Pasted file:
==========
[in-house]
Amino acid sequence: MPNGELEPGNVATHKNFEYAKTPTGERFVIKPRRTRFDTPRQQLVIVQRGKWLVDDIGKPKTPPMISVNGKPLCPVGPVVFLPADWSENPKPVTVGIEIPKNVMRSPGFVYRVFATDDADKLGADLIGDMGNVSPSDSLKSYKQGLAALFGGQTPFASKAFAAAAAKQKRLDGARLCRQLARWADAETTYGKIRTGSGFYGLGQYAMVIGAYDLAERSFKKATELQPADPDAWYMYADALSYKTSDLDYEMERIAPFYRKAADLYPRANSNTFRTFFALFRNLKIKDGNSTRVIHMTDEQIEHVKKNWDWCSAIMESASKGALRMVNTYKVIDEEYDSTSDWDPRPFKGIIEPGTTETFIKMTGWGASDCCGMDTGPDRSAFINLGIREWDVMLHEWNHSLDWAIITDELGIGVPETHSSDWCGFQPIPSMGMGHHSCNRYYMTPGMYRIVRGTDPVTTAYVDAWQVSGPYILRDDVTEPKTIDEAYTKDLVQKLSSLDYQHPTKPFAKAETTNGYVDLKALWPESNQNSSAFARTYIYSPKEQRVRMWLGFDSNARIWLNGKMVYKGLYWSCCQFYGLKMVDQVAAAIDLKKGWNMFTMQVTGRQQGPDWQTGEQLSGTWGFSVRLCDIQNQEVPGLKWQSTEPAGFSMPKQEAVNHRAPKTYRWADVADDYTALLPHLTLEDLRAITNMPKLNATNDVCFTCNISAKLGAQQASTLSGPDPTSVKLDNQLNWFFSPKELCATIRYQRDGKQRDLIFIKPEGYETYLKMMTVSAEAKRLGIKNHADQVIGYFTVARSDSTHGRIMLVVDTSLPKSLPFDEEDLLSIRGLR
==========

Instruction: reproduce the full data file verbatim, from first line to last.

[in-house]
Amino acid sequence: MPNGELEPGNVATHKNFEYAKTPTGERFVIKPRRTRFDTPRQQLVIVQRGKWLVDDIGKPKTPPMISVNGKPLCPVGPVVFLPADWSENPKPVTVGIEIPKNVMRSPGFVYRVFATDDADKLGADLIGDMGNVSPSDSLKSYKQGLAALFGGQTPFASKAFAAAAAKQKRLDGARLCRQLARWADAETTYGKIRTGSGFYGLGQYAMVIGAYDLAERSFKKATELQPADPDAWYMYADALSYKTSDLDYEMERIAPFYRKAADLYPRANSNTFRTFFALFRNLKIKDGNSTRVIHMTDEQIEHVKKNWDWCSAIMESASKGALRMVNTYKVIDEEYDSTSDWDPRPFKGIIEPGTTETFIKMTGWGASDCCGMDTGPDRSAFINLGIREWDVMLHEWNHSLDWAIITDELGIGVPETHSSDWCGFQPIPSMGMGHHSCNRYYMTPGMYRIVRGTDPVTTAYVDAWQVSGPYILRDDVTEPKTIDEAYTKDLVQKLSSLDYQHPTKPFAKAETTNGYVDLKALWPESNQNSSAFARTYIYSPKEQRVRMWLGFDSNARIWLNGKMVYKGLYWSCCQFYGLKMVDQVAAAIDLKKGWNMFTMQVTGRQQGPDWQTGEQLSGTWGFSVRLCDIQNQEVPGLKWQSTEPAGFSMPKQEAVNHRAPKTYRWADVADDYTALLPHLTLEDLRAITNMPKLNATNDVCFTCNISAKLGAQQASTLSGPDPTSVKLDNQLNWFFSPKELCATIRYQRDGKQRDLIFIKPEGYETYLKMMTVSAEAKRLGIKNHADQVIGYFTVARSDSTHGRIMLVVDTSLPKSLPFDEEDLLSIRGLR